In this report, UNFPA estimates the economic costs of violence against women. The estimates are based on 1) lost economic output due to death, reduced productivity and disability, 2) cost of medical and juridical assistance and 3) material losses and expenses of survivors. Based only on the registered violence cases, violence against women cost 10.8 million dollars in 2015. Adjusting for actual numbers of violent acts, the costs totalled up to 208 million dollars in 2015, equivalent to 0.23 percent of Ukraine’s GDP. The lost economic output in 2015 due to death and disability caused by gender-based violence is estimated at 3.7 million dollars for 2015. An estimate of 1.1 million women aged 15-49 years are subject to physical and sexual violence. The economic costs of the violence are primarily paid by the victims themselves, because the state does not provide shelters and specialized services for survivors. The cumulative expenses for the survivor amount to 190 million dollars annually. On average, Ukrainian women spend about 200 dollars on rehabilitation, etc., which is only possible with quite high salaries. Unemployed and low-income women are thus particularly vulnerable, no matter the extent of the violence they experience. International studies show that each dollar invested in preventing gender-based violence saves the economy 5-20 dollars in future service costs. The 25,600 dollars that were spent on preventing domestic violence in Ukraine in 2015 went to law enforcement and penitentiary systems, not to healthcare and social assistance for survivors.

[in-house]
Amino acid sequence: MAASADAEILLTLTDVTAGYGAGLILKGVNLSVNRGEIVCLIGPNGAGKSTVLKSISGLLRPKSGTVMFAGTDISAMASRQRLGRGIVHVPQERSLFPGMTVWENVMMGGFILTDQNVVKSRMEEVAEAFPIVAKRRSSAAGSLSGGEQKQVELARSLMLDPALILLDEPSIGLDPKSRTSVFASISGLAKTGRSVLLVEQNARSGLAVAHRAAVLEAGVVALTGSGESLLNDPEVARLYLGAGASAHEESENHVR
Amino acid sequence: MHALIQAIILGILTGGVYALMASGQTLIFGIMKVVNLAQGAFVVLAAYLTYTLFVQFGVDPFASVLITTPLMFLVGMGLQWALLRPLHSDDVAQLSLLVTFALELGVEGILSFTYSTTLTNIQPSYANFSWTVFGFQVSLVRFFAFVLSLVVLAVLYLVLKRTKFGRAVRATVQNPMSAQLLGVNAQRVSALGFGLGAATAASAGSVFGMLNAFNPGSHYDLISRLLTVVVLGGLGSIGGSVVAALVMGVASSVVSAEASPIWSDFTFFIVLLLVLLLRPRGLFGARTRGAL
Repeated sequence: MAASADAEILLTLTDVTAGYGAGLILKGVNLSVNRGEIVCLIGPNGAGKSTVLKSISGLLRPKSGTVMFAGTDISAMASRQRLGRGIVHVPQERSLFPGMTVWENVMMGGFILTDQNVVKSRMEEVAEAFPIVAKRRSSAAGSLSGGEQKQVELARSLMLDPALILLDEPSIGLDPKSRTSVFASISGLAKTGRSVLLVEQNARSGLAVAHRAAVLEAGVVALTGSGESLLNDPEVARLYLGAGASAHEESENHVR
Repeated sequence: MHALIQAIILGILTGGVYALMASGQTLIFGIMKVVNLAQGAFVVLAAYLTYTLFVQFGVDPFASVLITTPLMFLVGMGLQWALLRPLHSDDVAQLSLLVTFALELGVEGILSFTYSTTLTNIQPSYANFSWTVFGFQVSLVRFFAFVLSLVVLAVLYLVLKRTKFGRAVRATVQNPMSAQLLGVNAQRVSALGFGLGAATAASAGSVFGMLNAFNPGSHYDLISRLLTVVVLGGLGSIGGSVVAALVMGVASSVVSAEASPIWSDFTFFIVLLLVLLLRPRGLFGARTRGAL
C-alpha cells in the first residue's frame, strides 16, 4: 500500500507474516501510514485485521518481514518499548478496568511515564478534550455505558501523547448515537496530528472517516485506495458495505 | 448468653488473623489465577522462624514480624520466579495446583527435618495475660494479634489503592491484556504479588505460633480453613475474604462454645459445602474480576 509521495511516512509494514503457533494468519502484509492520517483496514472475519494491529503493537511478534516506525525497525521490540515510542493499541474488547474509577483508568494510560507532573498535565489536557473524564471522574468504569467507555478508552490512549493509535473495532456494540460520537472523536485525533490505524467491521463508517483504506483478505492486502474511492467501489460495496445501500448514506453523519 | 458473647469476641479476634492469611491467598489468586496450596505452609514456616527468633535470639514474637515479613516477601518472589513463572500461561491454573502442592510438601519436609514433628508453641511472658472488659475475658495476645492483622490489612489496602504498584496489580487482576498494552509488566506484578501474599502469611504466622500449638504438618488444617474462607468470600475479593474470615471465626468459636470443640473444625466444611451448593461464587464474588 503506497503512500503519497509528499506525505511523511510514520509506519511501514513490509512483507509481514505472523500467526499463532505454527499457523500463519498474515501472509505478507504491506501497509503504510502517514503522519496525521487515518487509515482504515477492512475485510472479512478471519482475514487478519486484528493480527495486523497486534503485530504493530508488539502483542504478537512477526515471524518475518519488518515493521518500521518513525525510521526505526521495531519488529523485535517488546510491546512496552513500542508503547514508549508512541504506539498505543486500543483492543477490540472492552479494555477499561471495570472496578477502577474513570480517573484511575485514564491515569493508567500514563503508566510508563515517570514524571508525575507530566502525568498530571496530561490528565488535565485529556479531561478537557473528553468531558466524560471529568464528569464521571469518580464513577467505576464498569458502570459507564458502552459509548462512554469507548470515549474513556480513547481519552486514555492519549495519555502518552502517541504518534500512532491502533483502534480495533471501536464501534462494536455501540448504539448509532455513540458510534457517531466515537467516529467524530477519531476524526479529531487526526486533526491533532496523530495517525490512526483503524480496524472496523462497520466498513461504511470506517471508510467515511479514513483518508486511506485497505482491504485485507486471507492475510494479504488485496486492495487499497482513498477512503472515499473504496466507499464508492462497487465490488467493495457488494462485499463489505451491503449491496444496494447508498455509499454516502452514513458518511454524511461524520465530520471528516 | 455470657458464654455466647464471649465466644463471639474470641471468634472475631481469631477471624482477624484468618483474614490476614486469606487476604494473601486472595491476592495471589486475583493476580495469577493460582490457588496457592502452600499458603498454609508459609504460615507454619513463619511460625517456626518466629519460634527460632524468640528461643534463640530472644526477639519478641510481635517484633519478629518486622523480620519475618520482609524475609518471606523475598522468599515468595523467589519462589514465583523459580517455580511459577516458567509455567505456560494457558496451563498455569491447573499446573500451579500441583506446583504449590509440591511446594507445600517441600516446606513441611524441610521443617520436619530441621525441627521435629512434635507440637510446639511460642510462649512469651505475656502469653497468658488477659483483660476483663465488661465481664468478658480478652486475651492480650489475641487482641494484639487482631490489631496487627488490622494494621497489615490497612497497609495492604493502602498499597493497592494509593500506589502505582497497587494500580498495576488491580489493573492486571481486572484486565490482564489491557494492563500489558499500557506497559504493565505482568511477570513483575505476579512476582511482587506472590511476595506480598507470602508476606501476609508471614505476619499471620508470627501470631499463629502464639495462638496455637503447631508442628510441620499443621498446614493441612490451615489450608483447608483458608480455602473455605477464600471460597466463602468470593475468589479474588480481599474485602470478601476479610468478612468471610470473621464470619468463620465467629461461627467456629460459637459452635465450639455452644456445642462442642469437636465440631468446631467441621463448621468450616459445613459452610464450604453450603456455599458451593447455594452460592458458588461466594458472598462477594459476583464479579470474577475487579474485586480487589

UNFPA Ukraine (2018). Gender-based Violence in the Conflict-affected Regions of Ukraine. Analytical Report, Ukrainian Centre for Social Reforms